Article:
Despite the greater upfront cost of installing a ground source heat pump, this type of pump is efficient at heating your home, resulting in lower energy bills.

How much you can save will depend on what system you currently use, as well as what you are replacing it with. 

Other factors that will impact savings include, your heat distribution system, your fuel costs, your old heating system, water heating, and how effectively you use the control system. 

Owen said: ‘These systems are not usually suitable for people with small gardens, since a loop of pipes needs to be buried in the ground. It is also essential that your home is well insulated for the system to be effective.

‘The good news is that once the system is installed, it needs very little maintenance. Substantial savings can be made, particularly for people swapping from electric heating, where you could recoup as much as £500 a year.’

Air source heat pumps absorb heat from the air outside to heat your home and hot water

Air source heat pumps absorb heat from the air outside to heat your home and hot water

Air source heat pumps absorb heat from the air outside to heat your home and hot water

Air source heat pumps

Meanwhile, air source heat pumps absorb heat from the air outside to heat your home and hot water. They can still extract heat when air temperatures are as low as -15°C. 

The pumps can cut carbon emissions by up to 23.36 tonnes over 10 years, the equivalent of 30 return flights between Heathrow and Madrid, according to data from EDF. 

It added a typical three bed household would save £2,755 over 10 years versus a traditional boiler.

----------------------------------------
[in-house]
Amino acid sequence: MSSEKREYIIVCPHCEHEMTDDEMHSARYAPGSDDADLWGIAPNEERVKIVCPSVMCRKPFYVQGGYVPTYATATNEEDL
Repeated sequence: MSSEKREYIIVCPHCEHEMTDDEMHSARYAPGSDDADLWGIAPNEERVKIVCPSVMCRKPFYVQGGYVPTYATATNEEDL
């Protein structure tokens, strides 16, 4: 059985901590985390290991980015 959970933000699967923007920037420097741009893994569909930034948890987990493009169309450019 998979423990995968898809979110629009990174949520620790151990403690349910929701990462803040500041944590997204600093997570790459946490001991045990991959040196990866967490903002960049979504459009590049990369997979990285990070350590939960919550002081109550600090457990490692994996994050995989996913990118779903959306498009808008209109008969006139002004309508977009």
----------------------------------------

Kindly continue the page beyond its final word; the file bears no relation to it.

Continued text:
While air source heat pumps need electricity to run, because they extract renewable heat from the environment, the heat output is greater than the electricity input. This makes them an energy efficient method of heating your home. 

As such, while a modern gas boiler is around 90 per cent efficient – and electric heaters are 100 per cent – air source heat pump efficiency can be three or four times higher. 

How much you could save on your fuel bill  each year when replacing an existing heating system in a typical well insulated four-bedroom detached home with an average ground source heat pump installation using over-sized radiators

How much you could save on your fuel bill  each year when replacing an existing heating system in a typical well insulated four-bedroom detached home with an average ground source heat pump installation using over-sized radiators

How much you could save on your fuel bill  each year when replacing an existing heating system in a typical well insulated four-bedroom detached home with an average ground source heat pump installation using over-sized radiators

There are two main types of air source heat pumps: air-to-water and air-to-air.